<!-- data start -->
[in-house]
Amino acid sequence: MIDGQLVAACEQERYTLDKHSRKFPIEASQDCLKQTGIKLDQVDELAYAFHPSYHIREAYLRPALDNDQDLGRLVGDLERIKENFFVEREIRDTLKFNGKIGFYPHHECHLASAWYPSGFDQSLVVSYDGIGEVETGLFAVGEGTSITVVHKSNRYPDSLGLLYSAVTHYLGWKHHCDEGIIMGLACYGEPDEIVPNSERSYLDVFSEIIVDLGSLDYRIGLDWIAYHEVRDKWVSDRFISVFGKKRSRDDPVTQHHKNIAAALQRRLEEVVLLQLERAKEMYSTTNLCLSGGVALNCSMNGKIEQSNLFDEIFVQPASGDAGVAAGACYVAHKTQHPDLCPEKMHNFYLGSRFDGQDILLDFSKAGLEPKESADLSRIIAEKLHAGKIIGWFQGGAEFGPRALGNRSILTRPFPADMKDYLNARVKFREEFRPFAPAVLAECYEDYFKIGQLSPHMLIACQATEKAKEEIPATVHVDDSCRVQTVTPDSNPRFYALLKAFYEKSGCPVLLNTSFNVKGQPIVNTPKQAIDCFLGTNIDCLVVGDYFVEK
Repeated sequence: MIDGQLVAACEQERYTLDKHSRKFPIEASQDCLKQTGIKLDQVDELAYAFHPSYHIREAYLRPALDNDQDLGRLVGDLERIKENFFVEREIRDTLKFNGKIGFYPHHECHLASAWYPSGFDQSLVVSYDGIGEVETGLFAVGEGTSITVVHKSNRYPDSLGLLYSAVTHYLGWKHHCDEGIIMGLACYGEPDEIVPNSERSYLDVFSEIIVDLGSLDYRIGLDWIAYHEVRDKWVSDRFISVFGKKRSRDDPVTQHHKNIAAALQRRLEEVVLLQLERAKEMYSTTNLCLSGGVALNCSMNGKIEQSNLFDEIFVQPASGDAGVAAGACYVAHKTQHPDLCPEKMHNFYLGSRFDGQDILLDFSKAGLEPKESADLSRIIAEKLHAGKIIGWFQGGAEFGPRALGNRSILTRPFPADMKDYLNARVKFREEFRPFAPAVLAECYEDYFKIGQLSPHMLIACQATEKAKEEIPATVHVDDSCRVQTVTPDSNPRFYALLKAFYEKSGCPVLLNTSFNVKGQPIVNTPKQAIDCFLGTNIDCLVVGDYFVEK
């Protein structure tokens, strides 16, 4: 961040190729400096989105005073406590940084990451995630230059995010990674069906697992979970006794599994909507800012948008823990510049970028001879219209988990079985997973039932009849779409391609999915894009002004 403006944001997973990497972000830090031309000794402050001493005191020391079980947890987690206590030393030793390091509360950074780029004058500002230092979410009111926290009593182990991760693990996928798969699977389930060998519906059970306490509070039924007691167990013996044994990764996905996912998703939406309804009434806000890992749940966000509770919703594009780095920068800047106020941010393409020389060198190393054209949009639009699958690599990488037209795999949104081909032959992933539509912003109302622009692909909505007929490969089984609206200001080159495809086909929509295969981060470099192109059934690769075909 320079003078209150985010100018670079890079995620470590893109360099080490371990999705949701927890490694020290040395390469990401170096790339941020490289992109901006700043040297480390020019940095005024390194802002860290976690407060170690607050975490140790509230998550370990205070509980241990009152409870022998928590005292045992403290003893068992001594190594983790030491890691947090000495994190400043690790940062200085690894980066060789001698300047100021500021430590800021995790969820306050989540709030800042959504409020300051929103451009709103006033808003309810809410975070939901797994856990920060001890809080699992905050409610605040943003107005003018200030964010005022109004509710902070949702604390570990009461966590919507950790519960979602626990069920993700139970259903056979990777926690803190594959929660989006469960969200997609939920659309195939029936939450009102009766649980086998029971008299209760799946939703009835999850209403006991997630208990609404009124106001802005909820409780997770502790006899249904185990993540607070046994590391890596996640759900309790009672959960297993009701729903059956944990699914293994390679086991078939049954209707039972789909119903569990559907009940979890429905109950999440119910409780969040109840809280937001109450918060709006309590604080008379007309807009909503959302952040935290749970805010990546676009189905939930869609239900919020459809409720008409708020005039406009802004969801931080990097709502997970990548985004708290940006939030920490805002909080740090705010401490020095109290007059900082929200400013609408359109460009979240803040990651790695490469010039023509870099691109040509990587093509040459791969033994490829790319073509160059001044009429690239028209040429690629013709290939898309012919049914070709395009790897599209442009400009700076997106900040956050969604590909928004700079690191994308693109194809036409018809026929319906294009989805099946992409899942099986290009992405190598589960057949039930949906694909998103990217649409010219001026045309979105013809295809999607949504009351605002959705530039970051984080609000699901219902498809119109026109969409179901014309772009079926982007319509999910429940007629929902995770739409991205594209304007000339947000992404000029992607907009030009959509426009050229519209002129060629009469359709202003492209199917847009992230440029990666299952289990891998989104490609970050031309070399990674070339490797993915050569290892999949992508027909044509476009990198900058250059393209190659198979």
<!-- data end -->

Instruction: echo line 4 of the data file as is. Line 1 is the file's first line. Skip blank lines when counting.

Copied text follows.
């Protein structure tokens, strides 16, 4: 961040190729400096989105005073406590940084990451995630230059995010990674069906697992979970006794599994909507800012948008823990510049970028001879219209988990079985997973039932009849779409391609999915894009002004 403006944001997973990497972000830090031309000794402050001493005191020391079980947890987690206590030393030793390091509360950074780029004058500002230092979410009111926290009593182990991760693990996928798969699977389930060998519906059970306490509070039924007691167990013996044994990764996905996912998703939406309804009434806000890992749940966000509770919703594009780095920068800047106020941010393409020389060198190393054209949009639009699958690599990488037209795999949104081909032959992933539509912003109302622009692909909505007929490969089984609206200001080159495809086909929509295969981060470099192109059934690769075909 320079003078209150985010100018670079890079995620470590893109360099080490371990999705949701927890490694020290040395390469990401170096790339941020490289992109901006700043040297480390020019940095005024390194802002860290976690407060170690607050975490140790509230998550370990205070509980241990009152409870022998928590005292045992403290003893068992001594190594983790030491890691947090000495994190400043690790940062200085690894980066060789001698300047100021500021430590800021995790969820306050989540709030800042959504409020300051929103451009709103006033808003309810809410975070939901797994856990920060001890809080699992905050409610605040943003107005003018200030964010005022109004509710902070949702604390570990009461966590919507950790519960979602626990069920993700139970259903056979990777926690803190594959929660989006469960969200997609939920659309195939029936939450009102009766649980086998029971008299209760799946939703009835999850209403006991997630208990609404009124106001802005909820409780997770502790006899249904185990993540607070046994590391890596996640759900309790009672959960297993009701729903059956944990699914293994390679086991078939049954209707039972789909119903569990559907009940979890429905109950999440119910409780969040109840809280937001109450918060709006309590604080008379007309807009909503959302952040935290749970805010990546676009189905939930869609239900919020459809409720008409708020005039406009802004969801931080990097709502997970990548985004708290940006939030920490805002909080740090705010401490020095109290007059900082929200400013609408359109460009979240803040990651790695490469010039023509870099691109040509990587093509040459791969033994490829790319073509160059001044009429690239028209040429690629013709290939898309012919049914070709395009790897599209442009400009700076997106900040956050969604590909928004700079690191994308693109194809036409018809026929319906294009989805099946992409899942099986290009992405190598589960057949039930949906694909998103990217649409010219001026045309979105013809295809999607949504009351605002959705530039970051984080609000699901219902498809119109026109969409179901014309772009079926982007319509999910429940007629929902995770739409991205594209304007000339947000992404000029992607907009030009959509426009050229519209002129060629009469359709202003492209199917847009992230440029990666299952289990891998989104490609970050031309070399990674070339490797993915050569290892999949992508027909044509476009990198900058250059393209190659198979």